FOR IMMEDIATE RELEASE
FRIDAY, MARCH 30, 2012
Matt Andresen, gypsy moth program manager
NCDA&CS Plant Industry Division
NCDA&CS to begin placing gypsy moth traps
RALEIGH -- The N.C. Department of Agriculture and Consumer Services will soon begin its annual survey for the non-native, highly destructive gypsy moth. Starting in early April, orange triangular traps and green milk carton-shaped traps will be placed on both public and private lands throughout North Carolina to monitor for the presence of the gypsy moth.
Baited with female gypsy moth sex pheromone, the traps are attractive to any nearby male gypsy moths. After moth flight is complete in mid-summer, traps will be removed and any male gypsy moths counted. The nearly 12,000 traps will give state agricultural officials an accurate location of any gypsy moth populations in North Carolina, which will be important in determining future control efforts.
“It is crucial that members of the public not disturb gypsy moth traps,” said Agriculture Commissioner Steve Troxler. “Contact information will be included on the bottom of each trap, and the public is welcome to check in with my staff for additional program information.”
The gypsy moth feeds on the leaves of hundreds of plant species, predominantly hardwood trees. In heavily infested areas, trees may be completely stripped of foliage, leaving entire forests more susceptible to attacks from other pests.
The gypsy moth can also be a nuisance to the general public. Caterpillars may migrate in search of food, sometimes entering houses and ending up in swimming pools. Some people can have allergic reactions to the caterpillars’ tiny hairs.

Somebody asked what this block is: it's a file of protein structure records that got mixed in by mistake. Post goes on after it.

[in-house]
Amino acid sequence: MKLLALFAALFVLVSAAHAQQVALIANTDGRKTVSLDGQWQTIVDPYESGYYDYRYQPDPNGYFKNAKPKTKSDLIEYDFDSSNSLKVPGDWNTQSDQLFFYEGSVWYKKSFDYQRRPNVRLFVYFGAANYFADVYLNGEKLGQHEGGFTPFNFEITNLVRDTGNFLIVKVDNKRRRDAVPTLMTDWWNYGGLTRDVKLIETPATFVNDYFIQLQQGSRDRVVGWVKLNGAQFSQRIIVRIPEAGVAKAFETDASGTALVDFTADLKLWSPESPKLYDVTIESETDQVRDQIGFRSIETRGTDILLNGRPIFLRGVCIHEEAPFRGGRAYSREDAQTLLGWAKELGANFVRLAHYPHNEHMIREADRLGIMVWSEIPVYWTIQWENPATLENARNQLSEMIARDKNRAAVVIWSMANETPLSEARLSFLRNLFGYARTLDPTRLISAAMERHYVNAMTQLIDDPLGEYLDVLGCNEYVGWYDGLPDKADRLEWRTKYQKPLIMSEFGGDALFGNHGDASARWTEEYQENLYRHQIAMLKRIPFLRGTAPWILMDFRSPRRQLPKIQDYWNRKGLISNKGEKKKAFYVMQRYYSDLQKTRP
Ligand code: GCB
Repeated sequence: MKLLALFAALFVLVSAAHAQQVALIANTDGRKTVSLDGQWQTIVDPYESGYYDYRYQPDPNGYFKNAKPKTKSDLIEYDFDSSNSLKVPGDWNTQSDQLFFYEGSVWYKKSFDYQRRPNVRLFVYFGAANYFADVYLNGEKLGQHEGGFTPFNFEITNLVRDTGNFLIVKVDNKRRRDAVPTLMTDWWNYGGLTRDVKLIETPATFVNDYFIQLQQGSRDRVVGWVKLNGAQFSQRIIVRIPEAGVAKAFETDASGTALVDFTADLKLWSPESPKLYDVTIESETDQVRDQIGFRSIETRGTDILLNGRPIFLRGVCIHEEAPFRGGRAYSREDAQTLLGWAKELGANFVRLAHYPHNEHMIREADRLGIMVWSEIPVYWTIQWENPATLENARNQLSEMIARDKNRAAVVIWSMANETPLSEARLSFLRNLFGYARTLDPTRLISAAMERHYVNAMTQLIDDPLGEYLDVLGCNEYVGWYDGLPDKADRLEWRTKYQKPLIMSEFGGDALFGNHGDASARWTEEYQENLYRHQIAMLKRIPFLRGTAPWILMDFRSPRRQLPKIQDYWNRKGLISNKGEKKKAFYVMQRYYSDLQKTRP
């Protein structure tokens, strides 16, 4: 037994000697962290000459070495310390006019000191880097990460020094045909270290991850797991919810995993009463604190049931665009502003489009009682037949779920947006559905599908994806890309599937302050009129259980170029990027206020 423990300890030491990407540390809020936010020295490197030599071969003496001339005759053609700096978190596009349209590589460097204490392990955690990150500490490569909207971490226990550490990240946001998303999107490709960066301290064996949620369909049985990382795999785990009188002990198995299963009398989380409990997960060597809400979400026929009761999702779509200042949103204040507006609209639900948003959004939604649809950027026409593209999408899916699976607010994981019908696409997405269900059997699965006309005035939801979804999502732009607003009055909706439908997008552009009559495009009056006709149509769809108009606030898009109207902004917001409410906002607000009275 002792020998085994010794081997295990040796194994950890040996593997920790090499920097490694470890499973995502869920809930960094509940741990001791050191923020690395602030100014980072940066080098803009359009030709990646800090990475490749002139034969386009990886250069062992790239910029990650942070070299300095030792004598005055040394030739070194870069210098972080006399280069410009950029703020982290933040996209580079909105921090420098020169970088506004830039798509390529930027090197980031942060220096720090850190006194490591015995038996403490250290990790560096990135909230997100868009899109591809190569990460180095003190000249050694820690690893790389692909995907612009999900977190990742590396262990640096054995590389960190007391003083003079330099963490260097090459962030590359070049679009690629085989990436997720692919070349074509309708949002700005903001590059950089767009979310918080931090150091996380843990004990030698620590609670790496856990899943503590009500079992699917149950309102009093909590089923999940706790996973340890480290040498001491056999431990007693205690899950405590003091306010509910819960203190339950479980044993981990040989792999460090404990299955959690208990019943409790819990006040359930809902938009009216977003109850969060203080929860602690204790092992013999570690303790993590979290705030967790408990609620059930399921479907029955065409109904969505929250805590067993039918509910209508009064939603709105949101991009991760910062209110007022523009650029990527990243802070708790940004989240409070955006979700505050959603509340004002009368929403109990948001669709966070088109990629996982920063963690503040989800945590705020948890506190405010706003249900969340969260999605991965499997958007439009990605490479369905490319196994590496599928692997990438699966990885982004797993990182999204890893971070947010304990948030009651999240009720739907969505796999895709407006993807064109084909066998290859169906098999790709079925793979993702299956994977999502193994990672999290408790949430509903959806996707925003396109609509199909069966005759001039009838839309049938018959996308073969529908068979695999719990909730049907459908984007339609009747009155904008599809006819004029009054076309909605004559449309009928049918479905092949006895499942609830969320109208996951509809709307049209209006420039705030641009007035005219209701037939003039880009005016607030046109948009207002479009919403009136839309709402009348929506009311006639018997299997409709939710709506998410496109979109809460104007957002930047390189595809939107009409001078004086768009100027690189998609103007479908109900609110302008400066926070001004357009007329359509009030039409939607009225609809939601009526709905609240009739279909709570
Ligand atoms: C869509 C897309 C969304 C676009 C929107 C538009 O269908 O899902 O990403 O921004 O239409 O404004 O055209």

While two North Carolina counties -- Currituck and Dare -- are partially or completely quarantined, the gypsy moth is not established in the majority of the state. Gypsy moths are spread accidentally by humans, often hitchhiking long distances on anything from car tires to Christmas trees. An inadvertent introduction of gypsy moth could occur anywhere in North Carolina, and the pest could become more established without surveying activities. For more information on gypsy moths, visit www.ncagr.gov/gypsymoth.
NCDA&CS has addressed new introductions of the gypsy moth across North Carolina since the 1970s. The department is working with nine other states through the Gypsy Moth Slow the Spread Foundation Inc. and with other state and federal agencies to reduce the expansion of the gypsy moth into areas of the state that are not infested.